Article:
It looks like the implementation of HTML5 <video> in Firefox will use the native system media framework (DirectX, QuickTime, GStreamer) rather than come with any built-in codecs.
This decision has certain implications for cross-OS web video interoperability. There are very few or no formats that Windows, Mac and free Linux all can and do support.
So a Firefox codec downloader might be a good addition to core Firefox. Like the plugin finder, when it encountered media using a codec which it could not read, it would ask a codec finder service if a codec was available, but then instead of installing a browser-specific plugin it would install the codec at OS level.
So if a Windows user came across an Theora file, Firefox would (ideally) say something like “I can’t play this – get codec?”. If the user said yes, Firefox would go away, download DirectX Theora and Vorbis codecs, install them at OS level, and then start playing the video via DirectX as normal. As a side-effect, players like Windows Media Player would also gain the ability to play Theora, because it uses DirectX too.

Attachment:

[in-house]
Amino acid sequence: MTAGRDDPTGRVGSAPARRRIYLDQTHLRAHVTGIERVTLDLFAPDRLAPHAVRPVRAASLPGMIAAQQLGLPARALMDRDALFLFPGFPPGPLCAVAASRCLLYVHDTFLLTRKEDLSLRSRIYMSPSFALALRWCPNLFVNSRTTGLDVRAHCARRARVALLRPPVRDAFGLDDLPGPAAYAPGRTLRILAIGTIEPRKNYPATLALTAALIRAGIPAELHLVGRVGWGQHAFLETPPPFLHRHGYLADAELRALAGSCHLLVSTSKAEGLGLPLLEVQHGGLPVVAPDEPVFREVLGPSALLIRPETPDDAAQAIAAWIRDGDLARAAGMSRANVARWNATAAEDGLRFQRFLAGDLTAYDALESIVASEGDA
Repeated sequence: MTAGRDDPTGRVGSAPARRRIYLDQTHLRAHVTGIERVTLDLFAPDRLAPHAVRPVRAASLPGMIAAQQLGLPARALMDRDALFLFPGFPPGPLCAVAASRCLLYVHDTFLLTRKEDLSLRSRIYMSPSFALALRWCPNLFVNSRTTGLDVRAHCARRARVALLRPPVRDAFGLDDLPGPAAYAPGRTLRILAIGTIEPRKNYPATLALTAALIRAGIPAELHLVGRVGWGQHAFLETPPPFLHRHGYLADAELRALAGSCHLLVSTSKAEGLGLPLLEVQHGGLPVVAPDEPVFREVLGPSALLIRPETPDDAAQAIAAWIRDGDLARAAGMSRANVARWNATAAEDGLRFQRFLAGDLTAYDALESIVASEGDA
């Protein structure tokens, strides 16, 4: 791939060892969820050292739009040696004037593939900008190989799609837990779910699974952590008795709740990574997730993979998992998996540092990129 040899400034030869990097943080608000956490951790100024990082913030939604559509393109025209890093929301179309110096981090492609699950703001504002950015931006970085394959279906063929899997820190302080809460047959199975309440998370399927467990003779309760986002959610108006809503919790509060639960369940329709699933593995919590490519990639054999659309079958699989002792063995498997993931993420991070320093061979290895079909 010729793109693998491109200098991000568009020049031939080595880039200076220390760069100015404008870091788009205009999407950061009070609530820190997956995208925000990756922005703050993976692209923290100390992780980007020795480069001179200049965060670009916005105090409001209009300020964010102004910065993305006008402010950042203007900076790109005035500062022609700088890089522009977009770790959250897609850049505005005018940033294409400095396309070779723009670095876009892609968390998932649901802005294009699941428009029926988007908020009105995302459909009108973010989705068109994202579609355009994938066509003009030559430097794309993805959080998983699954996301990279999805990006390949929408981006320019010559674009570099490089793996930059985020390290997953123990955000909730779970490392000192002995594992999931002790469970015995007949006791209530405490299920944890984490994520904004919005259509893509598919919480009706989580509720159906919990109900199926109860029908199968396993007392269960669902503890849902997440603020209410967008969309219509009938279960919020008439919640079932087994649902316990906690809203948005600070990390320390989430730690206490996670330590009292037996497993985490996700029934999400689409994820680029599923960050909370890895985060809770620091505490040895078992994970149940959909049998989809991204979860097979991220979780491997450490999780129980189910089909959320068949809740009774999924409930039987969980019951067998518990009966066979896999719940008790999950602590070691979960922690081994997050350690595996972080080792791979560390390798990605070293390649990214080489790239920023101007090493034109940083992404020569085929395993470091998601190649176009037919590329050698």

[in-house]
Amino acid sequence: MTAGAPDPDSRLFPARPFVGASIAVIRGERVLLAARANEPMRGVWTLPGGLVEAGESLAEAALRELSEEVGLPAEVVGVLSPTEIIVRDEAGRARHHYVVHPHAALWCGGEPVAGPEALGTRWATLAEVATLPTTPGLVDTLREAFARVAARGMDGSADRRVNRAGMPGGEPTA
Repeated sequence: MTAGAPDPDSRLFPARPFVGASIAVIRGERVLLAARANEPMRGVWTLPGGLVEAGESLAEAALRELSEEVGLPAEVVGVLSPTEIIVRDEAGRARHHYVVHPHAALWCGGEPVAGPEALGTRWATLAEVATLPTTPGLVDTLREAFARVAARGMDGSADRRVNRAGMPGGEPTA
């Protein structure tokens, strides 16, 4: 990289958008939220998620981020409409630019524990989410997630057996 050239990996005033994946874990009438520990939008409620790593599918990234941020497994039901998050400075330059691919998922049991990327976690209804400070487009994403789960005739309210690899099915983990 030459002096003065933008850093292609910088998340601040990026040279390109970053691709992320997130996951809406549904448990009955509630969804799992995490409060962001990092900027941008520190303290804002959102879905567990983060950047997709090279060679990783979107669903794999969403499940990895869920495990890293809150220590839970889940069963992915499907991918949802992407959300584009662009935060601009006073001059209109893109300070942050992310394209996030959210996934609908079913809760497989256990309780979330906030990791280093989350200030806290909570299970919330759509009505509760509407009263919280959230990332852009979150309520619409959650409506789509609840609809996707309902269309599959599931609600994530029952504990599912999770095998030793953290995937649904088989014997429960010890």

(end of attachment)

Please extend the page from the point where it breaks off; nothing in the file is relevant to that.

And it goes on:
Similarly, if a Linux user came across an MPEG4 file, a similar thing could happen (if the necessary licensing agreements were in place). There are trickier issues with binary compatibility here, but perhaps they could be overcome if the data in the codec finder service were well-maintained.
This would be a great aid to smoothing the user experience for all sorts of video on the web, and helping content authors publish without worrying too much that some people couldn’t play their format. Chris Double (the <video> guy) told me he liked the idea, but didn’t have time to code it. Do any of you? Or do you know anyone who cares about web video interoperability who does?